It is then contended that the trial court erred in allowing only 20 peremptory challenges rather than 50. Defendant was tried on three indictments — one for the murder of William Meritt, one for the murder of Betty Newton and one for the arson of the Courtney Meritt home. Section 115-4(e) of the Code of Criminal Procedure (Ill. Rev. Stat. 1965, chap. 38, par. 115-4(e),) provides, "Each defendant shall be allowed 20 peremptory challenges in capital cases, 10 in all cases in which the punishment may be imprisonment in the penitentiary, and 5 in all other cases." Defendant asserts that he should have been allowed 20 peremptory challenges for each murder indictment and 10 for the arson indictment.

The question here presented is one of first impression and is undoubtedly the result of the enactment of section 3-3(b) of the Criminal Code of 1961. (Ill. Rev. Stat. 1965, chap. 38, par. 3-3(b).) That section provides, "If the several offenses are known to the proper prosecuting officer at the time of commencing the prosecution and are within the jurisdiction of a single court, they must be prosecuted in a single prosecution * * * if they are based on the same act." Prior to the enactment of this section it was common practice for a prosecuting attorney to try separately indictments arising from the same act (see Committee Comments, Smith-Hurd Illinois Annoted Statutes, chap. 38, par. 3-3, pp. 124-131), and the question did not arise as to whether a single defendant could cumulate his peremptory challenges in a single trial on several indictments.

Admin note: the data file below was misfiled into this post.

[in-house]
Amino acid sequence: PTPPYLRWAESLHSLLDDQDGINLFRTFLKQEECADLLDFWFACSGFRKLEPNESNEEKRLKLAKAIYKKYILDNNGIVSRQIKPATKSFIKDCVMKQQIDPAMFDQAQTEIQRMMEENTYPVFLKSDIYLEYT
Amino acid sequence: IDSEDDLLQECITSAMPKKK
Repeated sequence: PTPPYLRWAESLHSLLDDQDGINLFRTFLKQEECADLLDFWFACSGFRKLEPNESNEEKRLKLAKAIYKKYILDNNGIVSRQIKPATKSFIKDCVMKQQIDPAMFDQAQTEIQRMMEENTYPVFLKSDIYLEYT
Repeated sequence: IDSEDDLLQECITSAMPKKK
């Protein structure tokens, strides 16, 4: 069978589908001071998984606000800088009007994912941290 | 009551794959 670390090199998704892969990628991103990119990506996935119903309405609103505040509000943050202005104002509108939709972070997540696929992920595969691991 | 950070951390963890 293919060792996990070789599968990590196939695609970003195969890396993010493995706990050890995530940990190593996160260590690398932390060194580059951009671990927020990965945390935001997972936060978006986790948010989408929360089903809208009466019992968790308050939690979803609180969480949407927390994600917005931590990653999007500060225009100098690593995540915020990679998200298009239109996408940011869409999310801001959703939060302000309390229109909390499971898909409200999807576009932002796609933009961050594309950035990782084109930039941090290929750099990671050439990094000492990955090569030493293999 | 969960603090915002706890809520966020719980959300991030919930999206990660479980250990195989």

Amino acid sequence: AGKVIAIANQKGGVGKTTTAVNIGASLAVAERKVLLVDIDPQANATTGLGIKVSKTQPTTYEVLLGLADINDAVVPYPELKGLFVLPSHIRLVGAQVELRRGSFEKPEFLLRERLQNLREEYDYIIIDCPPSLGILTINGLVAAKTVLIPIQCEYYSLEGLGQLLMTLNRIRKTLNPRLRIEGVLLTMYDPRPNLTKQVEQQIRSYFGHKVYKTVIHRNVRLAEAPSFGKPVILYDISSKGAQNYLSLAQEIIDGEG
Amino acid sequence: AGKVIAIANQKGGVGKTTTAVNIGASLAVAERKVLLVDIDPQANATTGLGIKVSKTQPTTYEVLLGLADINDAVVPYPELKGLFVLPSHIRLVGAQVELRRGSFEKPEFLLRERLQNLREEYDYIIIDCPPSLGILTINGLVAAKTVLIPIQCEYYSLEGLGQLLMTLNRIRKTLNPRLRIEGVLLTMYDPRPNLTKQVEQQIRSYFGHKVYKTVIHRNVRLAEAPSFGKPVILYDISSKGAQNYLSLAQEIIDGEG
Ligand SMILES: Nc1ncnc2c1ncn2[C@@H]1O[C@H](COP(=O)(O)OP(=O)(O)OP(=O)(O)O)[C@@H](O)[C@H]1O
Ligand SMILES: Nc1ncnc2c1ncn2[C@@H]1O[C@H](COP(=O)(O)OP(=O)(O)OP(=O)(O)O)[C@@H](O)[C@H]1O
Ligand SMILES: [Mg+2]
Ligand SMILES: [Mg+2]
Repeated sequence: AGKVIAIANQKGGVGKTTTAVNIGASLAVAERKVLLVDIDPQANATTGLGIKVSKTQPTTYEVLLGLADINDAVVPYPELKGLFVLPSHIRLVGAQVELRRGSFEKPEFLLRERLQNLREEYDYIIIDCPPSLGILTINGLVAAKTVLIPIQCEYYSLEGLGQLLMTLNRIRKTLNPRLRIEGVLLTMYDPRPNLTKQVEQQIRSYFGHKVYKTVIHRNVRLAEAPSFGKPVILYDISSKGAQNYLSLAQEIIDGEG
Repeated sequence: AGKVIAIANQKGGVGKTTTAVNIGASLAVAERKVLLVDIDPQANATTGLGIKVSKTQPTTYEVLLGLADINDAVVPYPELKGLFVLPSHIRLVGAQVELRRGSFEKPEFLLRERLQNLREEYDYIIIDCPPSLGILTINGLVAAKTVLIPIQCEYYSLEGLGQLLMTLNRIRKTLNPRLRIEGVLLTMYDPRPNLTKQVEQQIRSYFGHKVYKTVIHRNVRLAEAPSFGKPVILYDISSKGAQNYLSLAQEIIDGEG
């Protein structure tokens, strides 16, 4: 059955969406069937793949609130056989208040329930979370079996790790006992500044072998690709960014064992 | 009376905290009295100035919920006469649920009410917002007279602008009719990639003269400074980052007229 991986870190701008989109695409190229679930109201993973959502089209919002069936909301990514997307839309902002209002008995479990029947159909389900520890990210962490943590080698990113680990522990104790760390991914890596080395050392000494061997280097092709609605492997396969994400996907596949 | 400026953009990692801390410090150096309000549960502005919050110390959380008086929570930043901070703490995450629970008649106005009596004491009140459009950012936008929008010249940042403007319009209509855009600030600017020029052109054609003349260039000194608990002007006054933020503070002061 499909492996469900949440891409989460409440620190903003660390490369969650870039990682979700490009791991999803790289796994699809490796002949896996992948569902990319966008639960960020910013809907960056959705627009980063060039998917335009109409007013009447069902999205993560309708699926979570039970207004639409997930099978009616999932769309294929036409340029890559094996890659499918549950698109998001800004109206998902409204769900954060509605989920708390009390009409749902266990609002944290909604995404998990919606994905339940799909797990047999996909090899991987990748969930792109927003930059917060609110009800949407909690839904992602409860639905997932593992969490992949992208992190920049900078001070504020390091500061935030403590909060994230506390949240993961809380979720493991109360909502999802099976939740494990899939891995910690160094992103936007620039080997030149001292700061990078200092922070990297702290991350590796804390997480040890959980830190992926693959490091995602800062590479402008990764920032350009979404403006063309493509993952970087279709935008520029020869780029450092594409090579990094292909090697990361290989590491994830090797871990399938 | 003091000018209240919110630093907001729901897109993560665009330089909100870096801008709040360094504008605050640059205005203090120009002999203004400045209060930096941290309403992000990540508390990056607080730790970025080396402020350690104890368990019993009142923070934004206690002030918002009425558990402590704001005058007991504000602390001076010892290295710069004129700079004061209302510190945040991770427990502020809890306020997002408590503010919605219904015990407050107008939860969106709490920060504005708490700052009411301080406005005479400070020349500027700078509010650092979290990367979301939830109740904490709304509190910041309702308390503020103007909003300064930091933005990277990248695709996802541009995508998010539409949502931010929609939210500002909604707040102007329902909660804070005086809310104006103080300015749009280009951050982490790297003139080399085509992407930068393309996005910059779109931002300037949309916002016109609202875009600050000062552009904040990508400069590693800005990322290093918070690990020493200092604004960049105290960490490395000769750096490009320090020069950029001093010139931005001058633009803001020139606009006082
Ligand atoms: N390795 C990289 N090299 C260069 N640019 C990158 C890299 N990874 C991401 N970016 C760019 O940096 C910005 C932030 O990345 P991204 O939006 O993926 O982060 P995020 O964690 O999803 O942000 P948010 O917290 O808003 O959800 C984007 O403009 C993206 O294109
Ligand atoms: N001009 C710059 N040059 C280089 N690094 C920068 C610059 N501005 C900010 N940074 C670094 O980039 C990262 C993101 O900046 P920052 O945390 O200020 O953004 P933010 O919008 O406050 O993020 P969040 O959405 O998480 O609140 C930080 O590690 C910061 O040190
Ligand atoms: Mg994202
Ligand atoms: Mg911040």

In the recent case of People v. West, 80 Ill. App.2d 59, the appellate court held that a defendant could not cumulate his peremptory challenges under section 115-4(e) and stated: "We believe that the legislative intent in using the word `cases' was to describe the various types of offenses which would subject the defendant to capital punishment or imprisonment in the penitentiary or other punishment. If the legislature had intended to allow the number of challenges to correspond to the number of indictments being tried, it would have used the word `indictments' or `offenses'." (80 Ill. App.2d 59, 64.) After the decision in the West case, section 115-4(e) was amended and now provides, "If several charges against a defendant or defendants are consolidated for trial, each defendant shall be allowed peremptory challenges upon one charge only, which single charge shall be the charge against the defendant authorizing the greatest maximum penalty." Ill. Rev. Stat. 1967, chap. 38, par. 115-4.

The legislative intent that the number of peremptory challenges authorized in section 115-4(e) should apply to each defendant in a single case, and not to each defendant on each indictment in the case, seems clear enough from the language used prior to amendment as the appellate court held in West. The amendment, of course, removes any doubt as to the legislative ...